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The Lesson of the Bearded Antiquarian
When “The Anarchist's Design Book” was released in 2016, I knew there would be hate mail. I get a pile of it whenever I write a book, pen a magazine article or film a video. I accept this; it comes with the territory. And after 33 years of writing, the barbs are mostly ticks off a possum’s back.
But then there was the Bearded Antiquarian.
Soon after the “Design Book” came out, he sent a letter notifying us that he was encouraging Adobe's legal department to come after me. Why? Because the marriage mark on the cover of the book looked like the icon for Adobe Acrobat.
The historical marriage mark, shown in A.J. Roubo's 1777 “l'Art du menuisier” (pictured above) looks like a triangle with two swoops. The swoops are a functional part of the mark and allow you to make it with one pencil stroke.
Adobe Acrobat’s icon is a triangle with three swoops and is supposed to look like an “A” with three swoops.
I asked the Bearded Antiquarian, who said his name was Joesph Mama (aka Yo Mama, get it?), why he would do something like this. His response was chilling.
The heart of the issue is that I don’t like you. I think that you are a vulgar, crass, unkempt, childish and arrogant little boy and it would bring me great pleasure to see your company financially burdened by a lawsuit. You insult the wealthy and elite for the crime of being wealthy and elite and life [sic] up the “little guy” just for the sake of childishly thumbing your teeth at “the man.”
Whether you like it or not, you are a significant public face for traditional woodworking and you are representing the craft as an admitted drunkard who, in every public or video appearance which I have seen, dresses as if you just awoke from an all night high school beer bash. You are helping to create and/or perpetuate an obscene, profane, slovenly public image of hand craft and it you should be ashamed.
Will Adobe sue you? I don’t know, but I hope they do. I hope you lose everything so that your wife and daughter see what the fruits of obtuse narcissism reap. I hope you will have the experience of knowing that you have created extreme hardship for your family and that they resent you for the rest of their lives. It probably won’t happen that way, but a man can dream can’t he?
Here’s the thing, Mr. Mama, you don’t know the half of it.
In addition to all the flaws you listed, I also lack confidence in my abilities as a writer, woodworker, husband and father. I regularly feel like a failure on all these fronts (and several others) because I am unable to live up my promises.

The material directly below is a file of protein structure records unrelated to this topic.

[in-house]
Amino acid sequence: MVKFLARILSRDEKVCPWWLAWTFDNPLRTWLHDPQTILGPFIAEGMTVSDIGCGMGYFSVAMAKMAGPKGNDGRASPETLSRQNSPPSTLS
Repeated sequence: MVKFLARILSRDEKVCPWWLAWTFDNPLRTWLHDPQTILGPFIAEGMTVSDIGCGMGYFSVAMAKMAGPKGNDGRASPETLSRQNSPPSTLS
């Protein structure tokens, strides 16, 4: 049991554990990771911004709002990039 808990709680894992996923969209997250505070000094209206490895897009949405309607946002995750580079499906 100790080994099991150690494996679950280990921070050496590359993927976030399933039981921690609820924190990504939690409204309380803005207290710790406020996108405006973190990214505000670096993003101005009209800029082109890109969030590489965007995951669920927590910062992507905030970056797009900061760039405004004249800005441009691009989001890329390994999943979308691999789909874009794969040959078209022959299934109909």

I’m an awkward social presence. I’m told I’m somewhere on the autism spectrum, and I have difficulty making eye contact with strangers unless I force myself too. I was such an odd little boy my parents sent me to a special school for children with developmental disabilities. And no, I didn’t graduate or improve.
Business-wise, it wouldn’t take much to kneecap me. My wife and I have always been writers, and we probably couldn’t afford a lawyer to defend us in a lawsuit from Adobe. So, your move was both canny and cunning.
Am I an alcoholic? No, as I mentioned above, I’m a writer. (A lot of people get those two professions confused, so your mistake is understandable and forgiven.)
Speaking of my writing career, failure is close by. I’m already seen as a laughingstock by my peers from college. Most of them went on to become A-list journalists at national publications, large television networks and prestigious publishing houses (or they went to law school and became rich lawyers). I am a C-list woodworking celebrity who lives in Kentucky and runs a vanity press.
So yeah, Mr. Mama, you’re barking up the right tree.
But there is one thing – and it’s small – that I have achieved that you have not. And you probably never will.
I have avoided the bitterness of middle age.
If you’re interested, here’s how it works. Anytime I have a bad thought about someone. For example, “Man, that Garrett Hack sure is an asshole1,” my mind immediately counters with, “And you know what, so are you.” When I see someone’s work that I think is ugly, my head immediately counters with: “A lot of people think your chairs are awkward – and one step away from Tinkertoys.”
This constant mental exchange prevents grudges or ill-will from taking root. Because no matter how bad I think you are, I know I’m just as bad. Maybe even worse.
So drop me a line some time, Mr. Mama. In fact, come around for a beer, and we can figure out why we’re so damn different.
Sorry I’m so tardy in responding. It’s one of my other flaws you didn’t mention. Been busy.
Garrett Hack is not an asshole. He’s a nice, laid-back guy.